European Gas Crunch Far From Over, Gazprom Volumes Under Stress
European hope that potential new Russian gas exports could put a damper on higher price settings are diminishing, while the option of Nordstream2 volumes hitting the market soon are also unreal. Russian president Vladimir Putin’s remarks the last weeks that gas supply will be increased, put some relief in the market for a short while.
However, Moscow made clear that one major constraint to a normalization in the market is still the position of Nordstream2, the offshore Baltic gas pipeline connecting Russian gas fields with Germany. Due to an ongoing internal process the full scale operation of Nordstream2 is still a couple of months away before pumping starts to Germany, sources have said. Putin’s remarks that NOrdstream2 can be activated “the day after” regulatory sign-off makes clear that Moscow is using the current situation to pressure Europe to agree to Nordstream2 futures.
German authorities at present are still not completing certification of the disputed pipeline project, which according to Eastern European countries, especially Poland and the Baltic states, is increasing the Kremlin’s hold over European gas supply security. A possible delay of the certification of the pipeline could be until May 8 2022, if German authorities are taking all their available time. Putin’s cards are however strong, as European consumers and industry customers are being hit by major price increases, already causing a long-list of energy companies in the union to go broke.
Moscow however still denies that it is using its gas exports to Europe as an energy weapon of choice to force a Nordstream2 breakthrough. The new offshore pipeline would almost double capacity of the total Nordstream pipeline project. First moves towards a certification of the new pipeline have already been made.
The German Ministry of Economy stated in October that Nord Stream 2 poses no risk to the energy supply of Germany and the EU. Before the beginning of January 2022 Germany will be handing over a draft decision to the European Commission for review. A major conflict could still be on the table as European Parliament members have stated to EU Energy Commissioner Kadri Simson last month that Nord Stream 2 doesn’t conform with unbundling requirements.
Another threat on the wall is the fact that in-coming German Prime Minister Scholz could be facing major opposition to the pipeline by his possible government partners German Greens and Free Democrats. Both are vehemently opposed to the new project.
Gas exports via Yamal
At the same time Putin seems to have upped the ante again. Russia’s state-controlled gas producer Gazprom has declined to book more pipeline capacity via Ukraine and Poland to ship gas to Europe. The latter means no additional volumes are to be expected from that side in the first three quarters of 2022. A direct link is clear with Nordstream2, as a possible start of exports via the latter could be seen at the same time.
Putin also has made clear that extra export volumes to Europe are only available after that Russian gas storages are full, which is expected by November 8. The fact that no extra gas transit capacity however has been booked by Gazprom via Ukraine and the Yamal-Europe pipeline to Germany makes a potential volume increase soon very doubtful. Some new auctions are however still planned, but Moscow’s strategy is clear, at least to the insiders.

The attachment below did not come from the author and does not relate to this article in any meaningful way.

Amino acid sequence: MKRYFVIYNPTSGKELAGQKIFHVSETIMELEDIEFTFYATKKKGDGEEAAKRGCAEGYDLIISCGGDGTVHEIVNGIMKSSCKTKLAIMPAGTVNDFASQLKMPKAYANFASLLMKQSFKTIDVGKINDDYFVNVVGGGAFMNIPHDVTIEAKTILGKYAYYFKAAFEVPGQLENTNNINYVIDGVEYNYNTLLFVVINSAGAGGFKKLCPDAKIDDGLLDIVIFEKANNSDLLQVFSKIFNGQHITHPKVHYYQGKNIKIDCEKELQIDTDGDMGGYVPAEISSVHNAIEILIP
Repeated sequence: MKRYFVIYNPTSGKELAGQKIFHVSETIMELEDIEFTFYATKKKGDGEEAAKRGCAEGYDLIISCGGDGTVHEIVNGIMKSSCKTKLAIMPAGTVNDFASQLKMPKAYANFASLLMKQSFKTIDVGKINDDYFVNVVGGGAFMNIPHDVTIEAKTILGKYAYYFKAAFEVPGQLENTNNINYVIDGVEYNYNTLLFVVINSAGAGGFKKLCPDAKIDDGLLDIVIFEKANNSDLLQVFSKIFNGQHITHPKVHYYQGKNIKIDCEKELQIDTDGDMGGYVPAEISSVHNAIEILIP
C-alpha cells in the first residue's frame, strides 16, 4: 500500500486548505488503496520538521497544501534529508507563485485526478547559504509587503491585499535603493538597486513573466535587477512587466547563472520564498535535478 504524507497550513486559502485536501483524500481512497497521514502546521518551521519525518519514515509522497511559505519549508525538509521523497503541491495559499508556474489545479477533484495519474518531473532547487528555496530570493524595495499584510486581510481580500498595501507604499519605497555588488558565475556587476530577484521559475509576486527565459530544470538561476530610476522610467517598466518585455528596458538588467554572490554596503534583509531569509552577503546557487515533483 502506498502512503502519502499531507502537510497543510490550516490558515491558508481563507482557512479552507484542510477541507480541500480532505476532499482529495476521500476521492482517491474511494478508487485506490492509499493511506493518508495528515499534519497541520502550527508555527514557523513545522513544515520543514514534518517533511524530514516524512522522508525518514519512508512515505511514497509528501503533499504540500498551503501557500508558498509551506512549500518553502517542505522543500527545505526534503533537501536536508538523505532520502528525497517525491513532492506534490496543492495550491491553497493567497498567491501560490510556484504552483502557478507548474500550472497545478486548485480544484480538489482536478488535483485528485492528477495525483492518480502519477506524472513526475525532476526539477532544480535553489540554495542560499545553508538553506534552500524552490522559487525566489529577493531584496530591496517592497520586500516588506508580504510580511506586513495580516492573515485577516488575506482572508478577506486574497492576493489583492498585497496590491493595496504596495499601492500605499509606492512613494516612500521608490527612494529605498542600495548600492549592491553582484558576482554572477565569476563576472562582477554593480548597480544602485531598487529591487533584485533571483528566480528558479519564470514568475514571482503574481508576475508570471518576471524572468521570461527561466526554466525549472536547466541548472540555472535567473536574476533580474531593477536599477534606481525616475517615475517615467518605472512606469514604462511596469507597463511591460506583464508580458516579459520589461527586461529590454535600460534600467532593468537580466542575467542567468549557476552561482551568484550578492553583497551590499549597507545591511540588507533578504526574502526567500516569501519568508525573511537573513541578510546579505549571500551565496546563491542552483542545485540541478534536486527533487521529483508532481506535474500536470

At the same time, during the weekend Russia has again cut additional volumes to Europe. In statements to the press, German transmission system operator Gascade reported that physical entry flows at Yamal terminus Mallnow had fallen to zero, and even began flowing in the other direction. It had not switched back as November delivery began.
Slovakian TSO Eustream stated that nomination data indicated its Velke Kapusany entry point for Russian supply via Ukraine was set to deliver just 43 million cu m/d, which is far below the prescribed capacity set by the Russia-Ukraine transit accord of December 2019.
The Yamal gas pipeline traverses Europe
The Moscow energy weapon already has been successful, as shown in the Gazprom Moldova dispute. After pressuring Moldova to comply to Russian demands, a new deal was signed. Moscow terms did not only include gas issues, but also regional political and military issues in favor of Russia.
The overall European-Russian gas crisis is very clearly linked to geopolitics and market power. At the same time that Europe is struggling to get gas volumes in place, Gazprom stated, almost as a side-remark, that it has boosted production in October. In a statement, the Russian stated that all went to domestic market demand.
Its figures show an overall production of 42.2bn m³ in October 2021, up from 40.7bn m³ in October 2020 and 38.6bn m³ in September. This equates to 1.36bn m³/d, up from 1.31bn m³/d a year earlier. Domestic market supplies increased in October to 22bn m³ — or 711mn m³/d — from 17.1bn m³ — 552mn m³/d — a year earlier. First signs are that Gazprom domestic deliveries have stayed high in November. The company still needs to substantially increase its overall production to reach even its set target of 1.43bn m³/d, to hit the 510bn m³ the firm wants to produce in 2021.
Statements currently coming from Moscow about internal domestic market fundamentals and constraints in production have been used before. It however is very strange, to say the least, that at the same time Moscow is looking at a substantial increase of natural gas pipeline exports to China the coming years.
The latter, if not backed up by substantial higher gas production in Russia itself, Gazprom and others will not be able to supply to both sides, Europe and China. Geopolitical considerations are already showing a growing love relationship between Moscow and Beijing, the impact of the new Dragon-Bear cooperation will push Europe’s gas into possible new crisis again.